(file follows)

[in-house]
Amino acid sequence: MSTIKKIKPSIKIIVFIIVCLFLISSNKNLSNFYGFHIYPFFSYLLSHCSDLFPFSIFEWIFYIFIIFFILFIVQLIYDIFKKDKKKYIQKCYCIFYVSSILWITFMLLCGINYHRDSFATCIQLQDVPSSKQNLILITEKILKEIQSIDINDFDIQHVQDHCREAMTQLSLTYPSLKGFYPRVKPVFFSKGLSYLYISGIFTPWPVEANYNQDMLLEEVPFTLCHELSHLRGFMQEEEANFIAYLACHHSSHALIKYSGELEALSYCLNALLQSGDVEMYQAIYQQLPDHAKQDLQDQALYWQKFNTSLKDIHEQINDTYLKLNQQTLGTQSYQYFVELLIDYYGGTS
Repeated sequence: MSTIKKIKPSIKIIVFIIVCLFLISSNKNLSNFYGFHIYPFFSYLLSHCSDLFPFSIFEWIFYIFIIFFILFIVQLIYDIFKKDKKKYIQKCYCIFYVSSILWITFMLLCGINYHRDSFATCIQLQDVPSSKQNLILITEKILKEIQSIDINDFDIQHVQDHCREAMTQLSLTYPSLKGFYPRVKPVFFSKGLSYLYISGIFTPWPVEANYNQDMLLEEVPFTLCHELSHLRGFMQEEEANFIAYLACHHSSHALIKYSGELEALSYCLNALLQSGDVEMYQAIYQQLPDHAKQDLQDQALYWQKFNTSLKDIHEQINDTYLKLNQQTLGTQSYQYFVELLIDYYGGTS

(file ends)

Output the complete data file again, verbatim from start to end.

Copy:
[in-house]
Amino acid sequence: MSTIKKIKPSIKIIVFIIVCLFLISSNKNLSNFYGFHIYPFFSYLLSHCSDLFPFSIFEWIFYIFIIFFILFIVQLIYDIFKKDKKKYIQKCYCIFYVSSILWITFMLLCGINYHRDSFATCIQLQDVPSSKQNLILITEKILKEIQSIDINDFDIQHVQDHCREAMTQLSLTYPSLKGFYPRVKPVFFSKGLSYLYISGIFTPWPVEANYNQDMLLEEVPFTLCHELSHLRGFMQEEEANFIAYLACHHSSHALIKYSGELEALSYCLNALLQSGDVEMYQAIYQQLPDHAKQDLQDQALYWQKFNTSLKDIHEQINDTYLKLNQQTLGTQSYQYFVELLIDYYGGTS
Repeated sequence: MSTIKKIKPSIKIIVFIIVCLFLISSNKNLSNFYGFHIYPFFSYLLSHCSDLFPFSIFEWIFYIFIIFFILFIVQLIYDIFKKDKKKYIQKCYCIFYVSSILWITFMLLCGINYHRDSFATCIQLQDVPSSKQNLILITEKILKEIQSIDINDFDIQHVQDHCREAMTQLSLTYPSLKGFYPRVKPVFFSKGLSYLYISGIFTPWPVEANYNQDMLLEEVPFTLCHELSHLRGFMQEEEANFIAYLACHHSSHALIKYSGELEALSYCLNALLQSGDVEMYQAIYQQLPDHAKQDLQDQALYWQKFNTSLKDIHEQINDTYLKLNQQTLGTQSYQYFVELLIDYYGGTS